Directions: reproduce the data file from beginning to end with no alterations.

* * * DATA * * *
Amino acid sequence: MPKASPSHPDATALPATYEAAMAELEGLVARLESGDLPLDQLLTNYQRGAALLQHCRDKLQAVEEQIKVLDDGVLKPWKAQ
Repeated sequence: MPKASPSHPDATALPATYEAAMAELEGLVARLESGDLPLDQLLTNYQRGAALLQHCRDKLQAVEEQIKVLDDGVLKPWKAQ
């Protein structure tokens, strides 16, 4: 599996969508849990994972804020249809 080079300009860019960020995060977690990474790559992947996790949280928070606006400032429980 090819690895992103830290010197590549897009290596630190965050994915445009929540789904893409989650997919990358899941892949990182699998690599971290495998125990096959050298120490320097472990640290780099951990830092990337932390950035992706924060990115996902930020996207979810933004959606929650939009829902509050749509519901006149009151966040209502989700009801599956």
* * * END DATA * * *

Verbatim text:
Amino acid sequence: MPKASPSHPDATALPATYEAAMAELEGLVARLESGDLPLDQLLTNYQRGAALLQHCRDKLQAVEEQIKVLDDGVLKPWKAQ
Repeated sequence: MPKASPSHPDATALPATYEAAMAELEGLVARLESGDLPLDQLLTNYQRGAALLQHCRDKLQAVEEQIKVLDDGVLKPWKAQ
């Protein structure tokens, strides 16, 4: 599996969508849990994972804020249809 080079300009860019960020995060977690990474790559992947996790949280928070606006400032429980 090819690895992103830290010197590549897009290596630190965050994915445009929540789904893409989650997919990358899941892949990182699998690599971290495998125990096959050298120490320097472990640290780099951990830092990337932390950035992706924060990115996902930020996207979810933004959606929650939009829902509050749509519901006149009151966040209502989700009801599956």